Aggressive chemotherapy protocols have yielded high cure rates for many forms of pediatric cancer. Yet options remain limited for patients who fail these treatments or have cancers highly resistant to known therapies.
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Johannes Wolff, MD, believes that imprecise diagnoses may be the reason for many of these treatment failures.
The pediatric oncologist, who is Chair of Cleveland Clinic’s Department of Pediatric Hematology, Oncology and Blood & Marrow Transplantation, believes that choosing treatments based on traditional diagnoses made by pathology do not necessarily reflect the biology of the tumor.
“I have come to believe we will be more successful by treating individual tumors with biologic agents known to be effective against individual biomarkers,” he says.
The approach, known as targeted therapy, initially took hold in adult oncology but is now being offered at a few pediatric centers, including Cleveland Clinic Children’s, to children who have failed multiple chemotherapy agents or do not qualify for any treatment protocol.
Under his targeted therapy strategy, Dr. Wolff determines the molecular composition of a tumor and then selects the medication(s) most likely to be effective against it. “This approach has the highest chance of extending event-free survival,” he says.
Success is measured against expectations. “If the expected length of life is 10 months and the child lives 14 months, treatment was a success,” he notes.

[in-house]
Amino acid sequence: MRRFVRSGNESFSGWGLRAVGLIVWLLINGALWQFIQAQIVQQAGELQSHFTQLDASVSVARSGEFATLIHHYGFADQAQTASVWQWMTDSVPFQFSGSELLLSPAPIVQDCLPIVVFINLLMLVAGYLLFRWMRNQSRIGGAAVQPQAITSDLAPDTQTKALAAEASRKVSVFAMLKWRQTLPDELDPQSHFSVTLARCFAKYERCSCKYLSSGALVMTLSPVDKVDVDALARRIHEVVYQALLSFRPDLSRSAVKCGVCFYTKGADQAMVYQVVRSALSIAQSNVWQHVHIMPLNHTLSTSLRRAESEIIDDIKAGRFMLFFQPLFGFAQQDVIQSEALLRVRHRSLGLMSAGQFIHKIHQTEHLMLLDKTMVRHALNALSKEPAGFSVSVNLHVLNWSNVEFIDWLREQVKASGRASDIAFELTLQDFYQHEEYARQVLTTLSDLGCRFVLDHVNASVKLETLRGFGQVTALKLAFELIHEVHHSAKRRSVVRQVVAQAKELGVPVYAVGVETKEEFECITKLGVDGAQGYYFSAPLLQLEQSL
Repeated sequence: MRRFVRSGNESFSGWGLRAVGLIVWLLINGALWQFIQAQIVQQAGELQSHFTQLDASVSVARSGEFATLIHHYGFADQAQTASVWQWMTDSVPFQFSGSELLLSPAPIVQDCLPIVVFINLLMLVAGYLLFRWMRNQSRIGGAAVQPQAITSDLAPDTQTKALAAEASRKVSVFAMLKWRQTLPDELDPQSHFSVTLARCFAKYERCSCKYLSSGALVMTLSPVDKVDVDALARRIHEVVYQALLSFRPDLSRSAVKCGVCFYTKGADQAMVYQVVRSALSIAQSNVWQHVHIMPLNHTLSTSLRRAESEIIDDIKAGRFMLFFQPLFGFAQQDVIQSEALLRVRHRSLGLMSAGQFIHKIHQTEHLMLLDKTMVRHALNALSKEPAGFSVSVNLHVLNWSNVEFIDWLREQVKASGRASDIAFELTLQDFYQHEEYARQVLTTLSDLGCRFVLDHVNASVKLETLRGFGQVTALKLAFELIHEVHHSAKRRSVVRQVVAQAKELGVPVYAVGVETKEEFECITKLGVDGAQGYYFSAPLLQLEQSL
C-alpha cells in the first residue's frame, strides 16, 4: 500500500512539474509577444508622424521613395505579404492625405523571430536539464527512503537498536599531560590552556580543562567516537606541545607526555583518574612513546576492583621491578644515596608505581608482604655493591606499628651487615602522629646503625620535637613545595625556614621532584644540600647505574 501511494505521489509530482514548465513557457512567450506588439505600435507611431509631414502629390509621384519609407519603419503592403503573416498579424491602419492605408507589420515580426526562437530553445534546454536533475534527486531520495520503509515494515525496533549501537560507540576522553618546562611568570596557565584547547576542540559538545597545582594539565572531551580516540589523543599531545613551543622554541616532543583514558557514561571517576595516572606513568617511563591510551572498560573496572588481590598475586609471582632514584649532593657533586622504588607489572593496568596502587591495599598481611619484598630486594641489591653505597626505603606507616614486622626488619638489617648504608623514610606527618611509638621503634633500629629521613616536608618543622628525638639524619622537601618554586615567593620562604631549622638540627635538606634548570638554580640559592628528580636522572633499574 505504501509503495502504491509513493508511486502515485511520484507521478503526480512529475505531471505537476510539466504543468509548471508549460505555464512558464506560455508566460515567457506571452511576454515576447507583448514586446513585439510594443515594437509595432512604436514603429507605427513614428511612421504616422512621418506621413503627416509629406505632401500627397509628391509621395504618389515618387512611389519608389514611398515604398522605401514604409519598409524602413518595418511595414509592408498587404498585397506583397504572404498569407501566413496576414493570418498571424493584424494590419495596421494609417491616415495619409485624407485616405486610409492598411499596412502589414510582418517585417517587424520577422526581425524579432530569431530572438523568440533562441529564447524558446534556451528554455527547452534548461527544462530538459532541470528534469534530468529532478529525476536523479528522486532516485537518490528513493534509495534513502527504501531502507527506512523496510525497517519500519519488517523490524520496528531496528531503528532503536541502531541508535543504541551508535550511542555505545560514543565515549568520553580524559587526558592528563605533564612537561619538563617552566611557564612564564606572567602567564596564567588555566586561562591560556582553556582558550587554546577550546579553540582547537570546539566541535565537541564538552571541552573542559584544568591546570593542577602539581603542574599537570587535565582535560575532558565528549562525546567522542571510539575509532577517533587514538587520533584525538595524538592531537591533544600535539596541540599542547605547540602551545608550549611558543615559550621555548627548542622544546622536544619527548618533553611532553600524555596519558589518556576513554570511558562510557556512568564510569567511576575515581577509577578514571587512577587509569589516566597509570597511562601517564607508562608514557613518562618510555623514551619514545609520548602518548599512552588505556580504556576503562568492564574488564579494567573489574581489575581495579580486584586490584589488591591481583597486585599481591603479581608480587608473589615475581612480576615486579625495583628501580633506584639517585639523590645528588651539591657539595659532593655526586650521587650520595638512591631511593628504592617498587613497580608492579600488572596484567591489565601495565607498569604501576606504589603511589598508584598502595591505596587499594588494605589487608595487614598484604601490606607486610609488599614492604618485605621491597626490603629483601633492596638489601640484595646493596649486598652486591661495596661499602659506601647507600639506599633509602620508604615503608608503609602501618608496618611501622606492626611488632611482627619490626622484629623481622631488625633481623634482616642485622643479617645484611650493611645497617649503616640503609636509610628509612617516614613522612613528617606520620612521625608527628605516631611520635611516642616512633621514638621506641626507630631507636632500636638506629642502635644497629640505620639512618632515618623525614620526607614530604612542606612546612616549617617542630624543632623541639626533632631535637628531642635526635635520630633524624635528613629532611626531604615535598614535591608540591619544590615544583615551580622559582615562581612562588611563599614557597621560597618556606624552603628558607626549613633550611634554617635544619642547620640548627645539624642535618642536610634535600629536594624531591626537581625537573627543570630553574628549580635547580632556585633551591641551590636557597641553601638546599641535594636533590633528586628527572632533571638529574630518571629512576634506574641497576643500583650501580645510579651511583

Dr. Wolff is building a database of outcomes to help oncologists choose the best agent for a particular patient without conducting a literature search. He envisions creating a targeted therapy program that is robust on multiple fronts.
Confident of the value of targeted therapy to improve outcomes, Dr. Wolff ultimately hopes to convince the FDA to use data derived from his database to approve new drugs. The alternative, he says, fails children.
“We’ll never be able to do clinical trials with targeted drugs for children when patient groups are broken down by tumor markers, because we’ll never have enough patients,” he says.
While an outcomes database may prove invaluable in guiding individual therapy, clinical trials remain the standard for evaluating treatment potential in large populations.
The Children’s Oncology Group has asked Dr. Wolff to write a clinical trial protocol for a novel drug for diffuse intrinsic pontine glioma (DIPG), a fast-growing brain tumor affecting the nervous system. Though standard chemotherapy often produces a remission lasting several months, the tumor always returns and few patients survive.
In his former position at MD Anderson Cancer Center, Dr. Wolff discovered that recurrent radiation had a dramatic effect on quality of life in children with DIPG. “It did not extend survival time, but it enabled these children to walk and talk again for their remaining days,” he says. “Their parents were extremely grateful.”
Dr. Wolff intends to continue his research with a trial involving simultaneous radiochemotherapy building on radiosensitization.
“We don’t need to give up so soon,” he says. “When standard chemotherapy no longer works, and you think there are no more options, come here. We have options.”